The present invention utilizes a series (acting in parallel) of dual upwelling cells, the first of which is a fluidized bed type, either floating or submersible, to reduce ammonia, nitrite and nitrate content of lake and pond water. Additional bed components may be added to increase dissolved oxygen levels, clarify the water, kill bacteria and viruses, and reduce heavy metals and toxic chemicals content.
The foregoing examples of the related art and limitations related therewith are intended to be illustrative and not exclusive. Other limitations of the related art will become apparent to those skilled in the art upon a reading of the specification and a study of the drawings.
This invention is directed to a water treatment apparatus including a series of pairs of water filtration cells of an upwelling type. Each cell of each pair has a longitudinally extending water conduit in fluid communication between an upper and a lower end of each cell. The first cell of each pair is a fluidized bed type containing a biologically active media, the water entering a bottom of this cell upwelling through the biologically active media to discharge from a discharge port at or near the top of this first cell. The second cell of each pair has the upper end of its water conduit in fluid communication with the discharge port of the paired first cell and contains media which removes nitrates from the water entering and upwelling through the nitrate removing media for discharge from the second cell. A pump moves the water under pressure through the system.
It is therefore an object of this invention to provide a water treatment apparatus which may be deployed for denitrification of water in the lake or pond.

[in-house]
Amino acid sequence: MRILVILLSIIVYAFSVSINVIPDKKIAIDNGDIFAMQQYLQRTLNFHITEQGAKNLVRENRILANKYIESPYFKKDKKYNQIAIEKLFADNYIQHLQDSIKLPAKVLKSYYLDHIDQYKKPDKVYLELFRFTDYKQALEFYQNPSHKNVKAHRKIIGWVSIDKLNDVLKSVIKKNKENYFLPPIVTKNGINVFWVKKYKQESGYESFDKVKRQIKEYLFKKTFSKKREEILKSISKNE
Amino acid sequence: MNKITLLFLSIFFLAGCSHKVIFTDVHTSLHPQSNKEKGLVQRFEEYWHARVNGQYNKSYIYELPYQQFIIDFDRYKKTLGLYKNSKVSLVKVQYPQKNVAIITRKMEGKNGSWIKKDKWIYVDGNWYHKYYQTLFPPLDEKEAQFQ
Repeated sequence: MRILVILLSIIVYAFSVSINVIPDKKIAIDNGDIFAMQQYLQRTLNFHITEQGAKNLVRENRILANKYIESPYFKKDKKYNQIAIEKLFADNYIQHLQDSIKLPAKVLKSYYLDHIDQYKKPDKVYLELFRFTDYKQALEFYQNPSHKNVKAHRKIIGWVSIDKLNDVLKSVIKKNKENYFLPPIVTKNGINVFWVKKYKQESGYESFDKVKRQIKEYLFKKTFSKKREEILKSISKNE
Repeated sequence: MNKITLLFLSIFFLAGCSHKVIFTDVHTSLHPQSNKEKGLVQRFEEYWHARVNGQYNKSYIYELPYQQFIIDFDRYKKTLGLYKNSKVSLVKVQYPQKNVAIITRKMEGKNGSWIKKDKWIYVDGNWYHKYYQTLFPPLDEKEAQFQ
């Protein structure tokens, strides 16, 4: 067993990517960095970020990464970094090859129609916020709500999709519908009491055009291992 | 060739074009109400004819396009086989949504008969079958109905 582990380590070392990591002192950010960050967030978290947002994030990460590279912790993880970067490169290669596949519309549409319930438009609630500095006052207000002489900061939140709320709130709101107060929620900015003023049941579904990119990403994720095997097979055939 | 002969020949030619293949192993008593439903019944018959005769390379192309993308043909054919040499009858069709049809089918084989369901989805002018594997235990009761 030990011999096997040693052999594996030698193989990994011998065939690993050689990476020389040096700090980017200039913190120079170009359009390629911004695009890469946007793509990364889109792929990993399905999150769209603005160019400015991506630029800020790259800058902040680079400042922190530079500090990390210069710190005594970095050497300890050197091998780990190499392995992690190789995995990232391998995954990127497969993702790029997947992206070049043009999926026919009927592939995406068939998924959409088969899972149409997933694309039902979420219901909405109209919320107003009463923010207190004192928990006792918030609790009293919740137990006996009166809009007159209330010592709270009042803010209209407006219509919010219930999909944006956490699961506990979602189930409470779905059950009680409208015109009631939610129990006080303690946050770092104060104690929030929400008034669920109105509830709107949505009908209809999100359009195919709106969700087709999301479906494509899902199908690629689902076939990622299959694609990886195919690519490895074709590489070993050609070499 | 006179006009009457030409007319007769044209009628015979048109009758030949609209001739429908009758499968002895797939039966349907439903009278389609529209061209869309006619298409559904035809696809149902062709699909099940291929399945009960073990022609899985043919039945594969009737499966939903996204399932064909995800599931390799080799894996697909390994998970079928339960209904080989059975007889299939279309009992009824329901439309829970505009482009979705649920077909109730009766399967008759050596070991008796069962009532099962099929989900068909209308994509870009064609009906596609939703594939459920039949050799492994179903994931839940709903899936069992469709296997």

Still another object of this invention is to provide a denitrification apparatus which may be deployed in a lake or pond, either floating, submerged partially, or at the bottom of the pond.
Yet another object of this invention is to provide a dual-cell water treatment apparatus which both reduces nitrates in pond or lake water and buffers the water while also reducing the biological microbial content thereof.
Still another object of this invention is to provide a dual-cell water treatment apparatus for nitrogen removal from pond or lake water while also remaining substantially maintenance free for longer periods of operation, even when totally submerged within the pond or lake.
And another object of this invention is to provide a water treatment apparatus for reducing nitrogen content of pond and lake water while also being incorporated into a fountain or aeration system.
The following embodiments and aspects thereof are described and illustrated in conjunction with systems, tools and methods which are meant to be exemplary and illustrative and not limiting in scope. In various embodiments one or more of the above-described problems have been reduced or eliminated while other embodiments are directed to other improvements. In addition to the exemplary aspects and embodiments described above, further aspects and embodiments will become apparent by reference to the drawings and by study of the following descriptions.
Exemplary embodiments are illustrated in reference figures of the drawings. It is intended that the embodiments and figures disclosed herein are to be considered to be illustrative rather than limiting.